In the conference I attended the presenter talked about how too many creative people just fall into their positions rather than going for the position they want. He talked about some common career paths for people to follow. I found it interesting that he recommended creative producers be open to any position they might be good at, like a CEO or someone on the business side. I did not think that creative people would want to be CEO, but when you think about it, it makes sense. We need more creative business leaders. He did a excellent job, and his presentation made sense and was well thought out.
Best Buddies – Social Media Logistics Lead
I watched “Creating Great Images With Your Phone Part 1”. In this session Katrin Eissman spoke about Adobe Lightroom which is basically a professional photo editing app for iphones. She showed us her phone while using adobe Lightroom. She showed us all of the cool features that the app has to offer such as changing the exposure of the photos (which I liked the most about the app) and changing the different tones of the photo. I learned a lot about this new app, and I am even thinking about downloading it on my own phone because of how useful it is for professional photo taking. I learned that the better quality the photo (the more professional it appears) the more pleasing to the eye it is thus, the more appreciation for the photo.
Tony TepedinoSince starting at Allendale Columbia in 1994, Tony has taken on many different roles. He has coached a variety of sports, including Varsity Girls’ Basketball and Varsity Golf. He taught physical education for seven years, kindergarten for seven years, and served as the Director of Curricular Technology for five years. Tony is currently serving as a faculty member in the Center for Entrepreneurship where he teaches electives for both middle and upper school students. He is also the Faculty Professional Learning Coordinator and C0-creator of TEDxAllendaleColumbiaSchool. Recently, Tony was Co-chair of the NYSAIS Accreditation Steering Committee and is a member of the Upper School Student Success Team responsible for Student Life. During the summer, Tony also works as Program Coordinator for the Iraqi Youth Leadership Exchange Program (IYLEP). He holds a master’s degree in Education from Roberts Wesleyan College. Tony is the proud father of two children, Gabi and Trip. He enjoys hiking, reading, travel, cooking, and learning about new things.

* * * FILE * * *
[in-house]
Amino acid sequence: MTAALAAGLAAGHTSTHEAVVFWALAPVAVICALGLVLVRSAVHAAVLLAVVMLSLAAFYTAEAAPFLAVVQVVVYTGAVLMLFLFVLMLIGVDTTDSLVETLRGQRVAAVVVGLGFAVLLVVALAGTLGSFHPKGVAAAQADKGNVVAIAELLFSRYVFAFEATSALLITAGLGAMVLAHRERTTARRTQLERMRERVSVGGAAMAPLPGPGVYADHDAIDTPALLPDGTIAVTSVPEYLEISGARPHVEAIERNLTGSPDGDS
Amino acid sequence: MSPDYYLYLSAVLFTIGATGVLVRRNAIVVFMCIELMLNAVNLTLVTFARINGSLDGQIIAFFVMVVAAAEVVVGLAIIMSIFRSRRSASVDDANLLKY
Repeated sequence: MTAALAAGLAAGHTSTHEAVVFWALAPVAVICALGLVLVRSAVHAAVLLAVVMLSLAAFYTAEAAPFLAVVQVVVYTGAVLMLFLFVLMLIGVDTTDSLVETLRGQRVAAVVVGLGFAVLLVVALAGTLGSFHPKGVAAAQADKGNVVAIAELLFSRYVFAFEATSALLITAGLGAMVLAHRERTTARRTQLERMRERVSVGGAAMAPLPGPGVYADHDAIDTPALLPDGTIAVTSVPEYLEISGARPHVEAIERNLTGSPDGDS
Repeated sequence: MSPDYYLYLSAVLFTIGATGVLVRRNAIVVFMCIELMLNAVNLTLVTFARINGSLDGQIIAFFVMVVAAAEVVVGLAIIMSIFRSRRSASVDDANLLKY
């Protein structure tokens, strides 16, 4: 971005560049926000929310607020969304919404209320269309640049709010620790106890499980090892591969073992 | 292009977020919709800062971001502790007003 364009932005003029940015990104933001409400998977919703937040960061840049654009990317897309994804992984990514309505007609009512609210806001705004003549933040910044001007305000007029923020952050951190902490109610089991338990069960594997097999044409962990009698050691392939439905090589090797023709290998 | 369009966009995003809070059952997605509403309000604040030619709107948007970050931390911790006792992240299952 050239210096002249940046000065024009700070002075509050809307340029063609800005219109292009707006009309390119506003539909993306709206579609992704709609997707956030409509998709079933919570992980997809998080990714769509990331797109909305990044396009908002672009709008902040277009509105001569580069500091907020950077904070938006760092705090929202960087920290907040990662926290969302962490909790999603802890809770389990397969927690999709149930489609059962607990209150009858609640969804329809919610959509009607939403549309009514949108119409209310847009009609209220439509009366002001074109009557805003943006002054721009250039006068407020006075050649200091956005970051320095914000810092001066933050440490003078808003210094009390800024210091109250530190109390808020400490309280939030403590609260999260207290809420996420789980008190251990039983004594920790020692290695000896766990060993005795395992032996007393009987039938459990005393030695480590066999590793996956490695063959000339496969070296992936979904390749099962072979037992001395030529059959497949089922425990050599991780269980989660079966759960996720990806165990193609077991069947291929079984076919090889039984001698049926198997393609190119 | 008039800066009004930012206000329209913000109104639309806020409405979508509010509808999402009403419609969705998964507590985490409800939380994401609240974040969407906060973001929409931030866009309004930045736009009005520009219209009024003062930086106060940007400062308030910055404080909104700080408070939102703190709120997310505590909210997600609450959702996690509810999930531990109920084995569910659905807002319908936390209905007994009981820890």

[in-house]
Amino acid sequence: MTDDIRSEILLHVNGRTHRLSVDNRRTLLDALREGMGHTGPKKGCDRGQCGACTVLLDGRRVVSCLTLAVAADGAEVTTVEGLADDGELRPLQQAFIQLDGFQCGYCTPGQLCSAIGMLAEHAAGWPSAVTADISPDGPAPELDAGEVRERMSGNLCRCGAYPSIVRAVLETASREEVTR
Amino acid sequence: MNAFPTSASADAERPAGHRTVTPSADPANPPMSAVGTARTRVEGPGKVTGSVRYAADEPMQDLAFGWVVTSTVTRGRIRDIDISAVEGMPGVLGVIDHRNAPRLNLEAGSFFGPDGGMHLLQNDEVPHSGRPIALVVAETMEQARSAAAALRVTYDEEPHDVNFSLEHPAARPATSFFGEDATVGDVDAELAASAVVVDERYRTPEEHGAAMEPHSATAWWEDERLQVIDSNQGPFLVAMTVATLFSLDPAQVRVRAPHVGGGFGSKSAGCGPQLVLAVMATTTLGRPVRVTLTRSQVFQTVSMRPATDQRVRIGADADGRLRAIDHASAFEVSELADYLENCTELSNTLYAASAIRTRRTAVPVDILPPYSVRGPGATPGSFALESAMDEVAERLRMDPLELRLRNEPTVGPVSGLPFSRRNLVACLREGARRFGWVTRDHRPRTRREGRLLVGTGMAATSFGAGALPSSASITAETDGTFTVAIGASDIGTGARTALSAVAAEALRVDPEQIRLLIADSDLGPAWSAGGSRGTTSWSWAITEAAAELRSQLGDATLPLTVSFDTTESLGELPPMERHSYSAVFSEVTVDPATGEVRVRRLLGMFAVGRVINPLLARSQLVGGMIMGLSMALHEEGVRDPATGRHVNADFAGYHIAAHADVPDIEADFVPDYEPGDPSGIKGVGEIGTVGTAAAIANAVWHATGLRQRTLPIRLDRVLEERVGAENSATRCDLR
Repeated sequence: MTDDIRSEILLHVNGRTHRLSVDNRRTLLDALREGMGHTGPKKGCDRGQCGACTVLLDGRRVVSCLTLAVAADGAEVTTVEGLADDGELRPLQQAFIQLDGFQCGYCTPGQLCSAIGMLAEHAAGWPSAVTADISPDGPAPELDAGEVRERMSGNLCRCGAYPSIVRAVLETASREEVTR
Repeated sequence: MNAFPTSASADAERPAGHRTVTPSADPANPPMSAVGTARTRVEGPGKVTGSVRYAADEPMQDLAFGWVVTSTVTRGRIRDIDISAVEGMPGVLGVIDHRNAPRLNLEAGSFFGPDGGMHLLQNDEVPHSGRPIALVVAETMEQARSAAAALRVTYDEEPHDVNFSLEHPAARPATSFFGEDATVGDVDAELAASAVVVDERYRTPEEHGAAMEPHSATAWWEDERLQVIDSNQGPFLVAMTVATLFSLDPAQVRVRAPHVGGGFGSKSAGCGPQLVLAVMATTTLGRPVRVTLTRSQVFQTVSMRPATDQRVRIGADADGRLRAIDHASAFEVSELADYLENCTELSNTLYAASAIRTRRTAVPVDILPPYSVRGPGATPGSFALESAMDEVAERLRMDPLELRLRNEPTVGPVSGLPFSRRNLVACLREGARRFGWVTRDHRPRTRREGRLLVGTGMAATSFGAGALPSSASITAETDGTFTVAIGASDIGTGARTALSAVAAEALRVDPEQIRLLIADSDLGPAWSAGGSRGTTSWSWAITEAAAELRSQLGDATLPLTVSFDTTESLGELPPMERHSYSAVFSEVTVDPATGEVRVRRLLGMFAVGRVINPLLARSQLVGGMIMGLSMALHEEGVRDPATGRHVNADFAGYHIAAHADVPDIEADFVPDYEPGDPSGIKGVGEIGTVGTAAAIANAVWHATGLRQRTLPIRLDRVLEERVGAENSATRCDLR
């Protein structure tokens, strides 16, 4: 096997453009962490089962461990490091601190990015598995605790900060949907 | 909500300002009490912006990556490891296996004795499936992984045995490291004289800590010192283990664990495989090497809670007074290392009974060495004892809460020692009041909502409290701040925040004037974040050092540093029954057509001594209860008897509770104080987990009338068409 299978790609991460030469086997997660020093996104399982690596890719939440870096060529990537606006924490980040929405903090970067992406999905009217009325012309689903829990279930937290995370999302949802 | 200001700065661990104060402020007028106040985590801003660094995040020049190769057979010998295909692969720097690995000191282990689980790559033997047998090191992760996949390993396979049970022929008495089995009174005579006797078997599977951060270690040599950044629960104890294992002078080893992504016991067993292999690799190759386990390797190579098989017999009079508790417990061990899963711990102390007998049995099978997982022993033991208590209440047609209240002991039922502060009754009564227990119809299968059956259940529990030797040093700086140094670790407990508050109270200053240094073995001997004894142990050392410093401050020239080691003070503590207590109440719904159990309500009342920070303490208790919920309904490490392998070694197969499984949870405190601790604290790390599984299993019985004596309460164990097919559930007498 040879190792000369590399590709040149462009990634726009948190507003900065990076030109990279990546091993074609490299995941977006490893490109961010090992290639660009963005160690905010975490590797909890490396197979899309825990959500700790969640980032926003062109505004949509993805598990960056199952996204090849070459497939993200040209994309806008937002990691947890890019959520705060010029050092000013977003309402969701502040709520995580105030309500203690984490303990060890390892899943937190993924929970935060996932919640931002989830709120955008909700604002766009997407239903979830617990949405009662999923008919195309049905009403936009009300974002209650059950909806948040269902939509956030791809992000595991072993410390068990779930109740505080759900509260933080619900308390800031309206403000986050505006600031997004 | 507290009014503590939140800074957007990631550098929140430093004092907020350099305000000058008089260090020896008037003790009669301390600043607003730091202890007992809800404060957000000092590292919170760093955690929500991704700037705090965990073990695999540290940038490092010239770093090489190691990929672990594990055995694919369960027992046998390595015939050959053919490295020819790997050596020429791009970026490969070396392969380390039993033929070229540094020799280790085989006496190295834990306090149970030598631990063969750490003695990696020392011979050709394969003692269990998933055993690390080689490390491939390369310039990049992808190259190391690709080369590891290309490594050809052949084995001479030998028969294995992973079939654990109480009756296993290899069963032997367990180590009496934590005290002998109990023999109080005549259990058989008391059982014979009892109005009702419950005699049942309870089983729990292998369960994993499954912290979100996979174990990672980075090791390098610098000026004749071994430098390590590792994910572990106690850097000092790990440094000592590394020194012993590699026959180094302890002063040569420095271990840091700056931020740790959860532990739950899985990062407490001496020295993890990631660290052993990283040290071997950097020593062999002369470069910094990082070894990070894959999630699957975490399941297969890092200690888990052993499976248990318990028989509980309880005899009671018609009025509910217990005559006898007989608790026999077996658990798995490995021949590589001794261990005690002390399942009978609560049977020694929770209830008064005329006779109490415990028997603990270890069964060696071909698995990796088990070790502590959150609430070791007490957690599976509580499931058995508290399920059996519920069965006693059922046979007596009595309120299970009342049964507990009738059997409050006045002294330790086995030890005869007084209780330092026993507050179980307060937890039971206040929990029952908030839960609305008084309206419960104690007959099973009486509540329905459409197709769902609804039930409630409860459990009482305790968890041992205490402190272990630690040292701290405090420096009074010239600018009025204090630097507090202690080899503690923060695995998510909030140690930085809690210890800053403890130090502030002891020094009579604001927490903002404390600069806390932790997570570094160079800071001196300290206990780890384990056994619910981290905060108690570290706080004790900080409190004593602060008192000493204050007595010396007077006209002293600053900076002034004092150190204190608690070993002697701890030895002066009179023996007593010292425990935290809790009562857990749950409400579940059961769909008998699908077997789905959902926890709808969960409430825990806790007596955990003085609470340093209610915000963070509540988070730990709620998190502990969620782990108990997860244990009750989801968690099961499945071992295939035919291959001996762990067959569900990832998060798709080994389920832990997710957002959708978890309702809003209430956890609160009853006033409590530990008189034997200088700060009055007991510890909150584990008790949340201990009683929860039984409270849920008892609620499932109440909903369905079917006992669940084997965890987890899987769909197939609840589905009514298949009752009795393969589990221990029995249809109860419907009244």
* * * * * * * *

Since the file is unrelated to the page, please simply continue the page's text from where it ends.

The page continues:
Amy OliveriAmy has been a part of the Allendale Columbia Art Department since the fall of 2010 and serves as Director of the AC Center for Creativity & Entrepreneurship. She holds a Bachelor of Fine Arts Degree in Illustration and a Concentration in ASL as well as a Master of Science Degree for Teachers in Art Education from the Rochester Institute of Technology.
Amanda Meldrum-StevensonAmanda holds a Bachelor of Science in Music Therapy from SUNY Fredonia, has studied Vocal Performance and Music Education at Eastman School of Music, and is currently completing a master’s in Creative Arts Therapy at Nazareth College. She brings experience as a board-certified music therapist, rehabilitation therapist, private voice instructor, and youth community musical theatre director. At AC, Amanda manages and directs the Upper School musicals and plays, teaches Upper School theatre classes, leads the Boys Ensemble, and teaches Middle School music electives and Drama Foundations.
Posted in: Authentic Learning, Centers for Impact, Eleventh Grade, Entrepreneurship, Events & Workshops, Highlights, Invent, Ninth Grade, Partnerships, Tenth Grade, Twelfth Grade, Upper School
Puzzled on how to best manage your child’s screen time? Allendale Columbia faculty members Judy Van Alstyne ’97 and Tony Tepedino led a discussion on Technology Management for Families that offered suggestions and resources for guiding your child toward responsible use of technology. This Coffee Connection was hosted by Parents of Allendale Columbia Kids (PACK).
Essentially, the session suggested starting by establishing norms, with clear expectations that both parents and children can follow. Families should discuss digital literacy and have conversations about digital citizenship, as well as commercials and their purpose. And finally, they encouraged using technology with intention, rather than mindless flipping from one thing to another, by using, watching, and playing with your kids whenever you can, encouraging creativity and not just consumption, and being good role models.